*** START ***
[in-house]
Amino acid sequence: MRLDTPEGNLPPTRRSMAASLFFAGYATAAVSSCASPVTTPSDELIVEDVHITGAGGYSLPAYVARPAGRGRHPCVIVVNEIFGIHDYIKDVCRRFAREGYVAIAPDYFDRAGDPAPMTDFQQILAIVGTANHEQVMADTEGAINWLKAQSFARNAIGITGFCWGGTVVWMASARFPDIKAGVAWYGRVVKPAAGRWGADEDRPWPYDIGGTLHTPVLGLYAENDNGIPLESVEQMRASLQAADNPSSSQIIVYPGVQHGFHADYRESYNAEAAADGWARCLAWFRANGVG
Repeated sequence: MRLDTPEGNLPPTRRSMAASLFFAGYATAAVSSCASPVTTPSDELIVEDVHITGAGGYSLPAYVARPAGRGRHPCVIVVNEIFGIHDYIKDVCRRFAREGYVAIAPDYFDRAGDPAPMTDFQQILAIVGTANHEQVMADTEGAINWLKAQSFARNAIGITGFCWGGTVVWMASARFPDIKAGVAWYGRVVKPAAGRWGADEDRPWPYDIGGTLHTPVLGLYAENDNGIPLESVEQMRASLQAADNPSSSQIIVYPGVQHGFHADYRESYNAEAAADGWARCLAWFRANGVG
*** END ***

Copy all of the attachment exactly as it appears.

[in-house]
Amino acid sequence: MRLDTPEGNLPPTRRSMAASLFFAGYATAAVSSCASPVTTPSDELIVEDVHITGAGGYSLPAYVARPAGRGRHPCVIVVNEIFGIHDYIKDVCRRFAREGYVAIAPDYFDRAGDPAPMTDFQQILAIVGTANHEQVMADTEGAINWLKAQSFARNAIGITGFCWGGTVVWMASARFPDIKAGVAWYGRVVKPAAGRWGADEDRPWPYDIGGTLHTPVLGLYAENDNGIPLESVEQMRASLQAADNPSSSQIIVYPGVQHGFHADYRESYNAEAAADGWARCLAWFRANGVG
Repeated sequence: MRLDTPEGNLPPTRRSMAASLFFAGYATAAVSSCASPVTTPSDELIVEDVHITGAGGYSLPAYVARPAGRGRHPCVIVVNEIFGIHDYIKDVCRRFAREGYVAIAPDYFDRAGDPAPMTDFQQILAIVGTANHEQVMADTEGAINWLKAQSFARNAIGITGFCWGGTVVWMASARFPDIKAGVAWYGRVVKPAAGRWGADEDRPWPYDIGGTLHTPVLGLYAENDNGIPLESVEQMRASLQAADNPSSSQIIVYPGVQHGFHADYRESYNAEAAADGWARCLAWFRANGVG